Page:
Daryl Hannah and Rutger Hauer played replicants Pris and  Roy Batty in the original 1982 Blade Runner.

Daryl Hannah and Rutger Hauer played replicants Pris and Roy Batty in the original 1982 Blade Runner.

Harrison Ford and Ridley Scott were integral to the success of the classic 1982 film “Blade Runner,” which set the standard for modern science fiction with its dark look at the future. Would a sequel be the same without them?

Alcon Entertainment, which is planning the sequel, officially called “Blade Runner 2,” is counting on Ford’s return to give the film authenticity.

The company said in a statement released today that it has extended an offer to the 71-year-old actor to reprise his role as Rick Deckard, the jaded detective and replicant hunter, known as a Blade Runner.

When we last saw Rick in the 1982 film, however, he was flying off into the sunset with a replicant of his own, the fetching Sean Young. She played Rachael, an advanced replicant with human emotions.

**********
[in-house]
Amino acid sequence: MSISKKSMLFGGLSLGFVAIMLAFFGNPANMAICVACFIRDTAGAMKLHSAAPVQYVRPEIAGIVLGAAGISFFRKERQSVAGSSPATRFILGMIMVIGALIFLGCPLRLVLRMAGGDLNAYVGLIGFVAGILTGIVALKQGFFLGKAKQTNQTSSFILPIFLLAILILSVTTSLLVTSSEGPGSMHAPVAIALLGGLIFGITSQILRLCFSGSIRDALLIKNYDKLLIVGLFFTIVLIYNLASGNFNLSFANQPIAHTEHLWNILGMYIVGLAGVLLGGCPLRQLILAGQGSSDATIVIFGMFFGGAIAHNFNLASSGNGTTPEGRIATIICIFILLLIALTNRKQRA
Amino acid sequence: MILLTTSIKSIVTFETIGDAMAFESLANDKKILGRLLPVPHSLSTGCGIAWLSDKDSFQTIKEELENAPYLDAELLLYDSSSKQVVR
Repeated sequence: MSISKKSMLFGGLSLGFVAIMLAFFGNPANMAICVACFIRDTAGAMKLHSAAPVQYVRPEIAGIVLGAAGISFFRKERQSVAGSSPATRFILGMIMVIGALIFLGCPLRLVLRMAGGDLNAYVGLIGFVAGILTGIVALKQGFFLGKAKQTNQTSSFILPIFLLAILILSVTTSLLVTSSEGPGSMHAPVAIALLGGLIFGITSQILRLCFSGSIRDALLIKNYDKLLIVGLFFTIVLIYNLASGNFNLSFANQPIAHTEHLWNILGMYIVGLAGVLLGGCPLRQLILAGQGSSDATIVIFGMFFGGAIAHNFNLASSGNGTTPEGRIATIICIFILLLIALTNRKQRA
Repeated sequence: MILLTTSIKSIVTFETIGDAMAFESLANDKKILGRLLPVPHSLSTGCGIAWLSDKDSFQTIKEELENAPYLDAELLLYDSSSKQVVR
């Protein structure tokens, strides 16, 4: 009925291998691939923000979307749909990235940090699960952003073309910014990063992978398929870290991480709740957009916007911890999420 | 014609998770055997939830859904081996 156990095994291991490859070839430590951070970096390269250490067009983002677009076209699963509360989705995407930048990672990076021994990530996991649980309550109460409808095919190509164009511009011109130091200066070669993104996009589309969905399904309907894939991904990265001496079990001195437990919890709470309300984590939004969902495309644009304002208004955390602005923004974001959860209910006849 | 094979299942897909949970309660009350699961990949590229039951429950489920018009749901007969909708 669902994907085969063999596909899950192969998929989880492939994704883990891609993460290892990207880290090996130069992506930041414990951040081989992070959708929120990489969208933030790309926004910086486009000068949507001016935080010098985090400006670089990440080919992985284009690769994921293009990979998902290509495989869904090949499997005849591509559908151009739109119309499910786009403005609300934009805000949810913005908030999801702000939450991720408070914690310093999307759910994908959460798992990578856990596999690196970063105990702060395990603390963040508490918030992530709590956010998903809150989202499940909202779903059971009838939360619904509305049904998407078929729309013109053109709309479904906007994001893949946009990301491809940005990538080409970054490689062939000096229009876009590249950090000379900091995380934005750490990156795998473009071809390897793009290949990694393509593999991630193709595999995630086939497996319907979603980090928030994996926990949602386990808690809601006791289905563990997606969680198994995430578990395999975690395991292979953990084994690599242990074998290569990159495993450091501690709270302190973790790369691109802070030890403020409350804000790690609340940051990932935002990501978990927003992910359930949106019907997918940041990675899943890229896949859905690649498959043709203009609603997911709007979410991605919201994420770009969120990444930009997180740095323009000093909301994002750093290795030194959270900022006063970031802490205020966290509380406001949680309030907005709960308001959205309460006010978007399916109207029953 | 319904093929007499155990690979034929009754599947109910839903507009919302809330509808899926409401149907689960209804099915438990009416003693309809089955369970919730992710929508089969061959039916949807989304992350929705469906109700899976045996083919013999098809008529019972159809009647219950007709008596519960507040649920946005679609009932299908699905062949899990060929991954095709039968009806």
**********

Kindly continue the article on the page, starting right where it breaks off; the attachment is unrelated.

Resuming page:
There were hints that Deckard might be a replicant himself.

Whether Ford will be a central character, or play a cameo role much like Lenard Nemoy in later “Star Trek” pictures remains to be seen.

There’s also another stumbling block to a Ford-Scott reunion; they didn’t like each other and clashed repeatedly on the set during filming. The good news is they’ve buried the hatchet and both speak fondly of each other now.

Ford recently said he would like to work with Scott again.

“Blade Runner” was groundbreaking for its portrayal of a bleak future marked by urban decay, over-population and a huge gulf between rich and poor.

It’s a future of wondrous technology, where flying cars and humans bio-engineered to fight in space exist side-by-side with abject poverty, decadence and corruption.

One thing uniting the two movies will be screenwriter Hampton Fancher. He wrote the original “Blade Runner” screenplay and has been hired to write the sequel.

As the “Star Trek” pictures showed it’s possible to make sequels that work without the original cast. Hopefully, Alcon won’t fu*k up.